Minister for Higher Education: Simon Harris said on yesterday’s ’This week in Politics’, that they intend to establish the Citizens Assembly next year.

Yeah, they'll get on it fight after they get those last few tweaks to this minor housing blip sorted out.

It's such a pain in the hole too, having lived in Canada where its been legal for years and magically society hasn't deteriorated into a drug zombie hellscape.

[–]ThatGuy98_ 18 points19 points20 points  (0 children)

Yes and no.

Technically we don't. We have a Minister of State with responsibility for Public Health, Well Being and National Drugs Strategy.

Commonly referred to as a 'junior minister'. They exist dur to a constitutional limit on how many ministers we can have. The idea is they can focus on specific areas under the wider ministry, health in this case.

Some have been quite good IMO, law reform had been busy. Drugs however, not so much.

[–]ThatGuy98_ 2 points3 points4 points  (0 children)

It's actuslly a bit trickier for them than that. Cannabis isn't constitutionally banned, only by a piece of legislation.

They could hold an ordinary referendum, which involves a majority of the Seanad and 1/3 of the Dail petitioning Miggeldy, and him deciding its of national importance.

However given the Government have a majority on the Seanad and an ordinary referendum has never been used before I doubt they want to do that.

Citizens assembly completed with recommendations, followed by a GE with drugs policy being fairly central with change to follow depending on the parties elected is the most likely path I think.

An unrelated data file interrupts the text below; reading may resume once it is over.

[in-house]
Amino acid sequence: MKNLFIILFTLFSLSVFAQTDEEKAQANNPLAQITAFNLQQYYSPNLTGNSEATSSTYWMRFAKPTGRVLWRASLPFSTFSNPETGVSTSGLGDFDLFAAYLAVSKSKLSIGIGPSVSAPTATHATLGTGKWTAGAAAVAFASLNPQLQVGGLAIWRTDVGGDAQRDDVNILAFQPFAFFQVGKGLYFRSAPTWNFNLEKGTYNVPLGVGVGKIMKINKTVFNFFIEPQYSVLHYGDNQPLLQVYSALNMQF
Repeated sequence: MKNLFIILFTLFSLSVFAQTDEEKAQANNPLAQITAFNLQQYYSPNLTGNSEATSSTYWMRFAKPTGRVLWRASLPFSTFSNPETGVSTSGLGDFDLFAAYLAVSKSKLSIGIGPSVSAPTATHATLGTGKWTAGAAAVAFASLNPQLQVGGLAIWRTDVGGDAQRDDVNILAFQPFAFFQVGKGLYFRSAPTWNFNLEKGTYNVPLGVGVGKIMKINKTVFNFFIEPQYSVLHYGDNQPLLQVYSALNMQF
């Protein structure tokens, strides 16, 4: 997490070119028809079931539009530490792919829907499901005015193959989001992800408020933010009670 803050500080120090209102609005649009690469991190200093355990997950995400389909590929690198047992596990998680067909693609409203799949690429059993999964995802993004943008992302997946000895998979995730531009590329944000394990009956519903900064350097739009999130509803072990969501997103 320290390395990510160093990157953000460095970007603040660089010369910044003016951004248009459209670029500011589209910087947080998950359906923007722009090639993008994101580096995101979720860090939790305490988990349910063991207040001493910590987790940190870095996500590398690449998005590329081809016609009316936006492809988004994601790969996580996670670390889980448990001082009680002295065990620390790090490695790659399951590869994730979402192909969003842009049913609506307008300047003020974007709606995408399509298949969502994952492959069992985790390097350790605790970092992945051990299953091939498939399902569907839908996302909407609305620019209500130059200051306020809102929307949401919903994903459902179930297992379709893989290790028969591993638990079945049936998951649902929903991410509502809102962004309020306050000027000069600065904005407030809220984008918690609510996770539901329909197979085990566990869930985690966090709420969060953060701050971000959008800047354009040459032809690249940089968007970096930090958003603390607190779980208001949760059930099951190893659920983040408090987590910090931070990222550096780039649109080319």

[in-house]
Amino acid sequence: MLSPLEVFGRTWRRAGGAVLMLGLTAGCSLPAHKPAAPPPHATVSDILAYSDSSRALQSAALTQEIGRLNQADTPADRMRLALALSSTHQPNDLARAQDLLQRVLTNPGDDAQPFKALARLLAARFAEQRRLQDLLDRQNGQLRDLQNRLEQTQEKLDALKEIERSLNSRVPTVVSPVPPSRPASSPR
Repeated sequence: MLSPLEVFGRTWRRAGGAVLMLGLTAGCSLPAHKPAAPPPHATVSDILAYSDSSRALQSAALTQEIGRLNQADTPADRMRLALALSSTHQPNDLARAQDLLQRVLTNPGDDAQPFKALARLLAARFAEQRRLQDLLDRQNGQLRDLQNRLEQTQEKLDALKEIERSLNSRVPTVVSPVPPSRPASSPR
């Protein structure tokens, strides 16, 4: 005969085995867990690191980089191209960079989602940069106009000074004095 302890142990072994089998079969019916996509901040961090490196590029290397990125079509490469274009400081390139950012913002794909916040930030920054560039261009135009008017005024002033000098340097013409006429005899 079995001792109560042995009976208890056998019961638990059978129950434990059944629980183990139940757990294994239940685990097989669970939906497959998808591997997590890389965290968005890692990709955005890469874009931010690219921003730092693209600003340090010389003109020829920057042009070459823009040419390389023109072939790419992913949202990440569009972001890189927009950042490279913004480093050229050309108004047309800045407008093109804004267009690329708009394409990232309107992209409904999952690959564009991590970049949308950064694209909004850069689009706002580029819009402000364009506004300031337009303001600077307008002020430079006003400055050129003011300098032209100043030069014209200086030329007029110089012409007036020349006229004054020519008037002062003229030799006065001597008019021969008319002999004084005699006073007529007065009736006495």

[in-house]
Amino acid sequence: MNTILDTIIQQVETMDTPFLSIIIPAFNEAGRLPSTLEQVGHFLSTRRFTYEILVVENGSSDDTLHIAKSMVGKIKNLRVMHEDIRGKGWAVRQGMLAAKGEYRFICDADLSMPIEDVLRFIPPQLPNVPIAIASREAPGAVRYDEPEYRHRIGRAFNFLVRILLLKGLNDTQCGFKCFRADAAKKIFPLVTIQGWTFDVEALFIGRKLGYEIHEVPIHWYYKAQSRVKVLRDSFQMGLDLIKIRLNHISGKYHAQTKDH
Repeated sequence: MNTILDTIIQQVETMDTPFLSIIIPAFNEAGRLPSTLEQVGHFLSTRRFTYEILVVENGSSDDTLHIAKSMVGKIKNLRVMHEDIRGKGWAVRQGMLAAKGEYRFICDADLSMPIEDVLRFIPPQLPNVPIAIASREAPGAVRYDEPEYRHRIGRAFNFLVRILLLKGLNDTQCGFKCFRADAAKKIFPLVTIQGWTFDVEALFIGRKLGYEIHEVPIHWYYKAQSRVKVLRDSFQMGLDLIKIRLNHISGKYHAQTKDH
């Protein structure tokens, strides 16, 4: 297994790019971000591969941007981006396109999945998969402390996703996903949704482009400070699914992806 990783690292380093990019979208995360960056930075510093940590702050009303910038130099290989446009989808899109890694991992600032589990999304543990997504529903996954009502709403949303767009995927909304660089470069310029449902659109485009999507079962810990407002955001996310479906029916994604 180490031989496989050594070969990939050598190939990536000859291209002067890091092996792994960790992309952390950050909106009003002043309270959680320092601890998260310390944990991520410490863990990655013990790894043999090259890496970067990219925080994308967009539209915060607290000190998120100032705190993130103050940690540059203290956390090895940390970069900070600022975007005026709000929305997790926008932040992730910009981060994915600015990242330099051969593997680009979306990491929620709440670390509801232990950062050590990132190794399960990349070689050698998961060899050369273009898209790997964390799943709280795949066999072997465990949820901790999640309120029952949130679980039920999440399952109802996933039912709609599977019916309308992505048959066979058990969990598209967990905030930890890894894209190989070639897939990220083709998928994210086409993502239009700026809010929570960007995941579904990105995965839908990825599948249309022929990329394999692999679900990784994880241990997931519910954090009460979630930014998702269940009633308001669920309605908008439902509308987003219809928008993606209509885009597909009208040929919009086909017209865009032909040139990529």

[–]Osiris32 18 points19 points20 points  (3 children)

$296.3 million USD per year. Just on sales.

That's extrapolating what my state's (Oregon) yearly marijuana tax revenue is and adjusting for Ireland's bigger population.

That number jumps up even more when you get into things like license fees, property taxes, inspection fees, etc. Not to mention the employment bump and the economic impact of legalization on tourism.

[–]Finch2090 33 points34 points35 points  (0 children)

If it’s any consolation, it’s because the arts in Ireland have been dying a slow death for the past 20 years. No job opportunities or market for anyone who pursues arts and it began to show for awhile

For a country that’s so rich in Music, Literature and Poetry, it wasn’t far from its death a few years ago and it’s recently been a policy that artists will receive UBI and pay no taxes up to 50k

One of my friends studied literature and screenwriting and it was impossible for him to dedicate time to it because he couldn’t afford to live, now he actually has an opportunity to work on screenplays

[–]autotldrBOT 1 point2 points3 points  (0 children)

This is the best tl;dr I could make, original reduced by 91%. (I'm a bot)


Ireland joins the cannabis conversation in Europe, introducing a bill to legalize recreational cannabis for personal use.

The move seems to act more as a form of decrminalization to stop prosecuting cannabis users than an effort to legalize cannabis for personal use.

Malta, the first EU member to legalize cannabis for personal use in December 2021, also regulated the cultivation of cannabis plants, an essential element to contain the illicit market's revenue and guarantee safer products.


Extended Summary | FAQ | Feedback | Top keywords: cannabis#1 bill#2 People#3 personal#4 medical#5